Saturday, November 12, 2011

"Let's just call it summer!"

Thus declared Miss Nine this afternoon. First BBQ of the season. Done.

Best thing I bought this week? An EGG SLICER. A must for the hard-boiled eggs atop my summer salads;-)


I had a blissful weekend, hosting my Mind Twin. We hit Petone for a wander and found SweetPea for a wee bite to eat. I grabbed half a dozen of their scrummy cupcakes for afternoon tea. I did share them;-) Delicious! We saw another cupcake place, The Cupcakery, is going to open too! So Petone is clearly now a cupcake lovers mecca.

Tuesday, November 8, 2011

Sewing It

My parents have joined the e-reader revolution and bought themselves Kindles. This was a super easy, fun project. It just about took more time to select the fabrics than do the sewing.

Wednesday, November 2, 2011

Sustaining It

Wendell Berry:

How can a sustainable local community (which is to say a sustainable local economy) function? I am going to suggest a set of rules that I think such a community would have to follow. I hasten to say that I do not understand these rules as predictions; I am not interested in foretelling the future. If these rules have any validity, it is because they apply now.

Supposing that the members of a local community wanted their community to cohere, to flourish, and to last, they would:

1. Always ask of any proposed change or innovation: What will this do to our community? How will this affect our common wealth.

2. Always include local nature – the land, the water, the air, the native creatures – within the membership of the community.

3. Always ask how local needs might be supplied from local sources, including the mutual help of neighbors.

4. Always supply local needs first (and only then think of exporting products – first to nearby cities, then to others).

5. Understand the ultimate unsoundness of the industrial doctrine of ‘labor saving’ if that implies poor work, unemployment, or any kind of pollution or contamination.

6. Develop properly scaled value-adding industries for local products to ensure that the community does not become merely a colony of national or global economy.

7. Develop small-scale industries and businesses to support the local farm and/or forest economy.

8. Strive to supply as much of the community’s own energy as possible.

9. Strive to increase earnings (in whatever form) within the community for as long as possible before they are paid out.

10. Make sure that money paid into the local economy circulates within the community and decrease expenditures outside the community.

11. Make the community able to invest in itself by maintaining its properties, keeping itself clean (without dirtying some other place), caring for its old people, and teaching its children.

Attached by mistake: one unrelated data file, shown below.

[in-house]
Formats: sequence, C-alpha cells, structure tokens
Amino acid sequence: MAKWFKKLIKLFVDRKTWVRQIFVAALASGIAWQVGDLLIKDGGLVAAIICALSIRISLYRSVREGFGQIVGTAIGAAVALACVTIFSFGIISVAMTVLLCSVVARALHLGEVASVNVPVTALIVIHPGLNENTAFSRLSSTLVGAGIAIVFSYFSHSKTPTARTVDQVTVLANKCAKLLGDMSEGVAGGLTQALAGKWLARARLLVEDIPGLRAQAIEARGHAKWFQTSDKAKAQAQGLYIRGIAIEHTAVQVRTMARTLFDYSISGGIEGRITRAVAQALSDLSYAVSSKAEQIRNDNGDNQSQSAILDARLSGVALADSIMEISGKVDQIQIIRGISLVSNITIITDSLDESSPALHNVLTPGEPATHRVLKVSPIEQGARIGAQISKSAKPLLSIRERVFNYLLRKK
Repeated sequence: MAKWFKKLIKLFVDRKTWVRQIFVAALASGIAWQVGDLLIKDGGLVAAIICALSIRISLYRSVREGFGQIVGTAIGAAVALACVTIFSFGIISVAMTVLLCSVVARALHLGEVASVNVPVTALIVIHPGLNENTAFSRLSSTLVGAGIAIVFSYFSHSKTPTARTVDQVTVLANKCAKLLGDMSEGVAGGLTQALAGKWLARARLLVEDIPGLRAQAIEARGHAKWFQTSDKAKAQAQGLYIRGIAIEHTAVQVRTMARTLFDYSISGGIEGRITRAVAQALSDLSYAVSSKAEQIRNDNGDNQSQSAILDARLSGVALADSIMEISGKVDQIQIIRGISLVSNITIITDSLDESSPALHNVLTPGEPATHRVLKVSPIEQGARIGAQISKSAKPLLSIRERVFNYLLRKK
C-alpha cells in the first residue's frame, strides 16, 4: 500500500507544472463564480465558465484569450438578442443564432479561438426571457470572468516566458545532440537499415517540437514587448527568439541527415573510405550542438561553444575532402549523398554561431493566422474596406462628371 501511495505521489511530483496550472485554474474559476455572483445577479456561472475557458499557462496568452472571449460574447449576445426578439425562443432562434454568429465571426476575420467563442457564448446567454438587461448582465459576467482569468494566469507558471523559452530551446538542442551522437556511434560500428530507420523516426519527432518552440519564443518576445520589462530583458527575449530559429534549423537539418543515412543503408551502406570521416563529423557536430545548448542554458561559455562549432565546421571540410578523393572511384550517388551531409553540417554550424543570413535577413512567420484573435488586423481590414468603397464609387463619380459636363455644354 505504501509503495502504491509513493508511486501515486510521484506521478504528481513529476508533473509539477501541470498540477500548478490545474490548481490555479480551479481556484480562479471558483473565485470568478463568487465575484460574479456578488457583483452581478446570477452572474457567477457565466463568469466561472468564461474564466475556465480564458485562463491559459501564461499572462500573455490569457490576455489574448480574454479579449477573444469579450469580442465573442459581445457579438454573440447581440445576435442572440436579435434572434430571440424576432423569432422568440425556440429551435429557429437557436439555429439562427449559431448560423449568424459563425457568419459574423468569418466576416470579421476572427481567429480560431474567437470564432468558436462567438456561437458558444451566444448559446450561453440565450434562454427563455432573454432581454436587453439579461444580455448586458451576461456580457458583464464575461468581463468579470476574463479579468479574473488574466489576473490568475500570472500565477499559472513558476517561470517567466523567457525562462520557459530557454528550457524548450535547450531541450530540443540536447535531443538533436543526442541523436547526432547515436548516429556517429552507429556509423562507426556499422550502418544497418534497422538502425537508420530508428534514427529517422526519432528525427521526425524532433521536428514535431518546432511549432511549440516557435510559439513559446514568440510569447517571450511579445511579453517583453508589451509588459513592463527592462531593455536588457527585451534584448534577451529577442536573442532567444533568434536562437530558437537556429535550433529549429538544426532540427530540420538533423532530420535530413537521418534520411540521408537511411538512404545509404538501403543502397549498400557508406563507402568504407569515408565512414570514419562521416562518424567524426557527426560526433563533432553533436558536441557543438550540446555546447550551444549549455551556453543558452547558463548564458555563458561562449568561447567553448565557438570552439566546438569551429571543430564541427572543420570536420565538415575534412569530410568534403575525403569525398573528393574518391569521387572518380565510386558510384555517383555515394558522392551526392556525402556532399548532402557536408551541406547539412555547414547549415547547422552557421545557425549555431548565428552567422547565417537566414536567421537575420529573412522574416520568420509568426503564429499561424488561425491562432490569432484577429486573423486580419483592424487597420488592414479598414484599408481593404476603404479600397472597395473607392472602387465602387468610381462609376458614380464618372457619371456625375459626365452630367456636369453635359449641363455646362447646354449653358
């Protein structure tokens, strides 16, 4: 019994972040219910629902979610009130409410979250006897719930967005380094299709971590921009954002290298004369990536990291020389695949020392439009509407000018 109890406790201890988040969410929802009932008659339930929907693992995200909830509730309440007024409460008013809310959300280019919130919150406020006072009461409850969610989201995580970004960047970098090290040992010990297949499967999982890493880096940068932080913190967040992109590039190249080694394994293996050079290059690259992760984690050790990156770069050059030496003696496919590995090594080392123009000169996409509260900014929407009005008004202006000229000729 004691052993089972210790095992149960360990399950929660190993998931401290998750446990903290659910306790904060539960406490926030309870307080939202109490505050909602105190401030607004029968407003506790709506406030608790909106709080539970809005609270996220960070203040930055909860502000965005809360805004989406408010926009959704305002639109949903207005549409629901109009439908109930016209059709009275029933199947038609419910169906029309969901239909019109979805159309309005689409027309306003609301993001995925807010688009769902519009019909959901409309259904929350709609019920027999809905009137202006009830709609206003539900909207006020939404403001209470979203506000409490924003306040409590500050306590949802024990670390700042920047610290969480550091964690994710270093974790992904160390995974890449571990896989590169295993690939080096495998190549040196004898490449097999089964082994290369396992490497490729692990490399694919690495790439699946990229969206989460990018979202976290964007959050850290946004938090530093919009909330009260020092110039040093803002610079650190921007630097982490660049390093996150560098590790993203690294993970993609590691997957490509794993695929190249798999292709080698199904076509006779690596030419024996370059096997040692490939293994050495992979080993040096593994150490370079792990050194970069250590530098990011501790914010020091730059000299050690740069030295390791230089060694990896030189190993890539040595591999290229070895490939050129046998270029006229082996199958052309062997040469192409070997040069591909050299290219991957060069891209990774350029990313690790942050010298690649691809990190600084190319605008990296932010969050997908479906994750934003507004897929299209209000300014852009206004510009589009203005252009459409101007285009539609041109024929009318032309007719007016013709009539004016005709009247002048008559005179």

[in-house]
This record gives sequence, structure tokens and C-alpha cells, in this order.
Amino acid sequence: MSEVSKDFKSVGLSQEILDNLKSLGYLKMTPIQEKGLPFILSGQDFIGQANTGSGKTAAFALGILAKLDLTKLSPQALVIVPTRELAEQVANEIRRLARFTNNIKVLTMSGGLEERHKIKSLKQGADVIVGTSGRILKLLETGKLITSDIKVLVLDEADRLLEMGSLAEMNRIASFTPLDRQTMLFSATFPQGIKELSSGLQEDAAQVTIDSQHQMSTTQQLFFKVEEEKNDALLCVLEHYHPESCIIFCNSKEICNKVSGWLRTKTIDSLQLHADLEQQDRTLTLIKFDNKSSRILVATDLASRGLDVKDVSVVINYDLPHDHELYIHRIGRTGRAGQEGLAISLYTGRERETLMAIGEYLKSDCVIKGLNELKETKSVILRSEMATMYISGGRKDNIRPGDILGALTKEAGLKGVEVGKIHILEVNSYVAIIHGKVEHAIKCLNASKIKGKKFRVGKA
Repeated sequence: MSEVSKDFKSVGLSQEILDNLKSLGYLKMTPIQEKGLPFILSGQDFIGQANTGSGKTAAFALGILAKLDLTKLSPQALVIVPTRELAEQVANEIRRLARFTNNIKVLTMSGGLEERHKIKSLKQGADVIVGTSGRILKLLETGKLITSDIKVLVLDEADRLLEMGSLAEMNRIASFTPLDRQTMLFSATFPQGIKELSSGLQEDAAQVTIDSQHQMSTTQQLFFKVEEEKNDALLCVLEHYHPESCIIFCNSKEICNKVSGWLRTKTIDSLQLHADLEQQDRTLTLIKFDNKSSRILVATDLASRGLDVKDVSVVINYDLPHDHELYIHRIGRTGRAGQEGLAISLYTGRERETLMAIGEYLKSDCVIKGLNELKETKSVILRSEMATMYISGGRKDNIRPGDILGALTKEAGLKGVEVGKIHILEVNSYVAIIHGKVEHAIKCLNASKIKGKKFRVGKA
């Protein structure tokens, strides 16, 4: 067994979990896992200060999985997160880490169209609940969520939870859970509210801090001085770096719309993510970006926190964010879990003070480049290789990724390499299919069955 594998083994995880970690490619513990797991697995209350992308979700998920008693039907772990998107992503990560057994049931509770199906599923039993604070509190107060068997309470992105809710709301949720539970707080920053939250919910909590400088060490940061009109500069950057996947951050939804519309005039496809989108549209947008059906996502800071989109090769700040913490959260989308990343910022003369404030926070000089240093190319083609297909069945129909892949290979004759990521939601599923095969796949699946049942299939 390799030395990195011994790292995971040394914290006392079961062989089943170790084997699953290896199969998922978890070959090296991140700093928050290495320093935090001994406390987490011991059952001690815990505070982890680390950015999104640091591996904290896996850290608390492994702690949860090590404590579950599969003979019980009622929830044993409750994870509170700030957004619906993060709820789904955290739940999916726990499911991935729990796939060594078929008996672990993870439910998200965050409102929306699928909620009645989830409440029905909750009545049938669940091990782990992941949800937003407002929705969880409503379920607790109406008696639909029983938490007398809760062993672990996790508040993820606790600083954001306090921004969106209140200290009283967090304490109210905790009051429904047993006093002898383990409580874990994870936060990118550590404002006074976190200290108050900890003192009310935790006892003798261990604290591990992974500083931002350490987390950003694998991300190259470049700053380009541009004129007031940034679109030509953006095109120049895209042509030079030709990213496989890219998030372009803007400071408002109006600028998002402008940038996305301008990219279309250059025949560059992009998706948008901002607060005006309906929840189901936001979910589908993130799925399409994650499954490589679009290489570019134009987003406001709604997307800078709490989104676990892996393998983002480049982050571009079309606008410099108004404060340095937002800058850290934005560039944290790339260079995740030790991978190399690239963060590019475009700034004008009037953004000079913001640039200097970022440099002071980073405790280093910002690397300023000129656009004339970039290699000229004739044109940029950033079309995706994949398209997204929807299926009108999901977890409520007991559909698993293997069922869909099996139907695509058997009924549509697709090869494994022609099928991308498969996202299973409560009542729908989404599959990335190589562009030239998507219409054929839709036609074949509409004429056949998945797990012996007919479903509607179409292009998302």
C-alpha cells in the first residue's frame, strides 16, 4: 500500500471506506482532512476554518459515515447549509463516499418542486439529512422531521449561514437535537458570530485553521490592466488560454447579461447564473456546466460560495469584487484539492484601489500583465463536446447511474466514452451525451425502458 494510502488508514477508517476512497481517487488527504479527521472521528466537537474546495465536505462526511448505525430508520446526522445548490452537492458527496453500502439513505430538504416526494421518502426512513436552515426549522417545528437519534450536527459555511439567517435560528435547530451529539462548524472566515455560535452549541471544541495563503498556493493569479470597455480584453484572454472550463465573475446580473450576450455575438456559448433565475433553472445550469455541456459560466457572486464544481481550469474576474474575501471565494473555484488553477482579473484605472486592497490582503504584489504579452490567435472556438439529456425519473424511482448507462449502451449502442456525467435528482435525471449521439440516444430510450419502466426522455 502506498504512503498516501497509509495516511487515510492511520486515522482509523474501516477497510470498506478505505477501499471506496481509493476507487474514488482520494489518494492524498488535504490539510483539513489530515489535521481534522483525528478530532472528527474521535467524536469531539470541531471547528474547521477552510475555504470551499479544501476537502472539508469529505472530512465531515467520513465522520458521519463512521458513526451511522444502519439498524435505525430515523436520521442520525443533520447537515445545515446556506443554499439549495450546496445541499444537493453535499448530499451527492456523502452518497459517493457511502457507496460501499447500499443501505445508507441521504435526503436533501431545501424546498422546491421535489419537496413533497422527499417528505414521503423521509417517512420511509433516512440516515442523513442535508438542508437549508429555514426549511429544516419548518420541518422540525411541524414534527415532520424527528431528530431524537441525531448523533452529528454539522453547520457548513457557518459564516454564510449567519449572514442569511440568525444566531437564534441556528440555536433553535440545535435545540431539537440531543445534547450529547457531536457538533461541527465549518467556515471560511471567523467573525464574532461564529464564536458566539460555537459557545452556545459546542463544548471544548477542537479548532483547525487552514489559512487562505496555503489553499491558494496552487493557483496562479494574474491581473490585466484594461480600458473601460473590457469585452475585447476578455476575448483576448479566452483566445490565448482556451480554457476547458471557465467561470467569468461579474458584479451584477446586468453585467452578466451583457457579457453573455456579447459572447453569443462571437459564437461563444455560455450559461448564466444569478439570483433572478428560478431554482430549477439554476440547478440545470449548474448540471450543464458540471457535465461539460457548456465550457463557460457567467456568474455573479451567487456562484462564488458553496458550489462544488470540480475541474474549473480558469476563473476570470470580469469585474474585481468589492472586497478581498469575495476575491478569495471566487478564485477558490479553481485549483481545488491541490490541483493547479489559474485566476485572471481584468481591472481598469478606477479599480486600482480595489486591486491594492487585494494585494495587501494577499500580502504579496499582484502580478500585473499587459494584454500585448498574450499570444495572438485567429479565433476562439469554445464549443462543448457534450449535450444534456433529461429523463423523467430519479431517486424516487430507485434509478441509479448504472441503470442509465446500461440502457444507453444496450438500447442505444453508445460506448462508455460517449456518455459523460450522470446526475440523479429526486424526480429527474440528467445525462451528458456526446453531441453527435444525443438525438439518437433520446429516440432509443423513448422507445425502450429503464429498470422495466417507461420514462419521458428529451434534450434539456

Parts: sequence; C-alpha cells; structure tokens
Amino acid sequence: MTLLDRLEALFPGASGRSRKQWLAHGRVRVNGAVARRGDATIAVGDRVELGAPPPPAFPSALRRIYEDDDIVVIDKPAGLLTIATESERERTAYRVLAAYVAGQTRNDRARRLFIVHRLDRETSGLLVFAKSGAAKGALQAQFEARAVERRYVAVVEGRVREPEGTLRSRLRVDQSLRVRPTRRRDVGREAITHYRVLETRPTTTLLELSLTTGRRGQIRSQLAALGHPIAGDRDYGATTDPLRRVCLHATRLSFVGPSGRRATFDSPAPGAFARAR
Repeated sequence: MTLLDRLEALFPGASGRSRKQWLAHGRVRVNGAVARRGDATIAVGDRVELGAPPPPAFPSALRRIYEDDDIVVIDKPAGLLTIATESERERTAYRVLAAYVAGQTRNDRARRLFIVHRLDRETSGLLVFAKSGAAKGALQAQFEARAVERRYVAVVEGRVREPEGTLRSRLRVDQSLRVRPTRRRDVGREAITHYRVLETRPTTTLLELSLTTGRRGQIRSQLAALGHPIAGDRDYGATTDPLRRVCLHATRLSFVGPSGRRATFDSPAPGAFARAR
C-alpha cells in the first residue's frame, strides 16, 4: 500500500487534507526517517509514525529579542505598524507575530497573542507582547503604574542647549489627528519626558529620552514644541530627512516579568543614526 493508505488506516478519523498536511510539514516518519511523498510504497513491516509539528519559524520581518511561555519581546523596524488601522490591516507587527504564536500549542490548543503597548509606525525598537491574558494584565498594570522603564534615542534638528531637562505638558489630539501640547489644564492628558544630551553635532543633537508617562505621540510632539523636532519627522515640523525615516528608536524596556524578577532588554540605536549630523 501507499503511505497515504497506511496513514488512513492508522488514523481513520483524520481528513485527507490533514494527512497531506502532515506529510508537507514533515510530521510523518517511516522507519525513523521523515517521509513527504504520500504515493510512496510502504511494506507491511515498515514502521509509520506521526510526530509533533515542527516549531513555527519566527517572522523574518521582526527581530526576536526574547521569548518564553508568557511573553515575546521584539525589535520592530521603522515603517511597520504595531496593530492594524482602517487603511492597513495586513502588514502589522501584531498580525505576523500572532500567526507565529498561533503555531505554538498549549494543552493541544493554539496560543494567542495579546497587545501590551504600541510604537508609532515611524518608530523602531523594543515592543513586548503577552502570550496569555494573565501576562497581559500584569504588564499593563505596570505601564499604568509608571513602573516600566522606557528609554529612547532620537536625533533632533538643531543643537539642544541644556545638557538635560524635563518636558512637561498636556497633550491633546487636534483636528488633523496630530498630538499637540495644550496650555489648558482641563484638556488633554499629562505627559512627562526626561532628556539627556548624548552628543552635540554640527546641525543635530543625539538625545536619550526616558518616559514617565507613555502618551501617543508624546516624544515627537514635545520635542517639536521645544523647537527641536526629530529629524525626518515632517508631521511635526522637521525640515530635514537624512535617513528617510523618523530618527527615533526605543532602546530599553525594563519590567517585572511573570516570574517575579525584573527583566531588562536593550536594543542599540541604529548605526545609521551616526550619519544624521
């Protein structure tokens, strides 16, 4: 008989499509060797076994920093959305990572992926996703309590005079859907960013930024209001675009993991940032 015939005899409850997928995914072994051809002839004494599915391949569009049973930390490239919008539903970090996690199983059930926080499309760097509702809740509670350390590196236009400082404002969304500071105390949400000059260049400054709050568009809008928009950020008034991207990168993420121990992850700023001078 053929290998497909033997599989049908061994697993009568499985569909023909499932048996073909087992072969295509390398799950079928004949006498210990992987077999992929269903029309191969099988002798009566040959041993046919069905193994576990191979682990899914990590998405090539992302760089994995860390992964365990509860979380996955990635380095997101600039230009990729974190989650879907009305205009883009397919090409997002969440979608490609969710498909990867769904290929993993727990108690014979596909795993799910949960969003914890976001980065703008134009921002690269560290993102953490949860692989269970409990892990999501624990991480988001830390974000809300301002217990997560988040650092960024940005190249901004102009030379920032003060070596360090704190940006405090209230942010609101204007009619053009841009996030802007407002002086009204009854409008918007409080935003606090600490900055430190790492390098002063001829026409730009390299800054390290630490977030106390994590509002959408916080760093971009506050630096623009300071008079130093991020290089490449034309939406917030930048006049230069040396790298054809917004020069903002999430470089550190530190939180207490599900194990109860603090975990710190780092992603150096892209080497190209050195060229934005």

12. See that the old and young take care of one another. The young must learn from the old, not necessarily, and not always in school. There must be no institutionalised childcare and no homes for the aged. The community knows and remembers itself by the association of old and young.

13. Account for costs now conventionally hidden or externalised. Whenever possible, these must be debited against monetary income.

14. Look into the possible uses of local currency, community-funded loan programs, systems of barter, and the like.

15. Always be aware of the economic value of neighborly acts. In our time, the costs of living are greatly increased by the loss of neighborhood, which leaves people to face their calamities alone.

16. A rural community should always be acquainted and interconnected with community-minded people in nearby towns and cities.

17. A sustainable rural economy will depend on urban consumers loyal to local products. Therefore, we are talking about an economy that will always be more cooperative than competitive.

(From a speech delivered by ‘mad’ farmer, author, and cultural critic Wendell Berry November 11, 1994 at the 23rd annual meeting of the Northern Plains Resource Council. Sourced here.)

Sunday, October 23, 2011

Quilting It

I finished a very simple lap quilt for the young man of the house last week. Very simple but it still produced a satisfying sense of achievement - of a completed project and of using stash fabrics.

Sunday, September 4, 2011

Wearing It

I'm working hard on improving my sewing from the slap-happy beginner I am. My main struggle is with getting the fit right. I finished this dress back in June - just when it got too cold to wear it. Next time I'll downsize the top even more and attempt a proper Small Bust Adjustment. It's a forgiving fit being a wrap dress.

I bought Pip's Sew La Tea Do purely on the basis of the wrap around skirt pattern. The fabric screamed Holly Hobbie to me. Just the thing I was right into last time I wore wrap around skirts! Yeah, t-shirt doesn't match - will sort that out before summer.

And the Tunic dress from Sew La Tea Do. Again, I started out making it in the wrong size, then realised that women of a certain age and figure can't really wear tunics without looking like they're wearing a paper bag. So a bit of hacking and sewing makes this more wearable. Just.

Sunday, August 7, 2011

Winning It

I was blessed to win a giveaway SweetP had on her blog a while ago. I scored this fun Tri'Coterie self-striping sock yarn which I whipped up into a pair of plain toe-up socks for ME (despite begging from other residents). It's Maylin's Red Queen colourway and I love the FUN of the stripes. SweetP also sent a sweet project bag, cute owl stickers and sweeties! It was such a lovely parcel to receive. Mwah!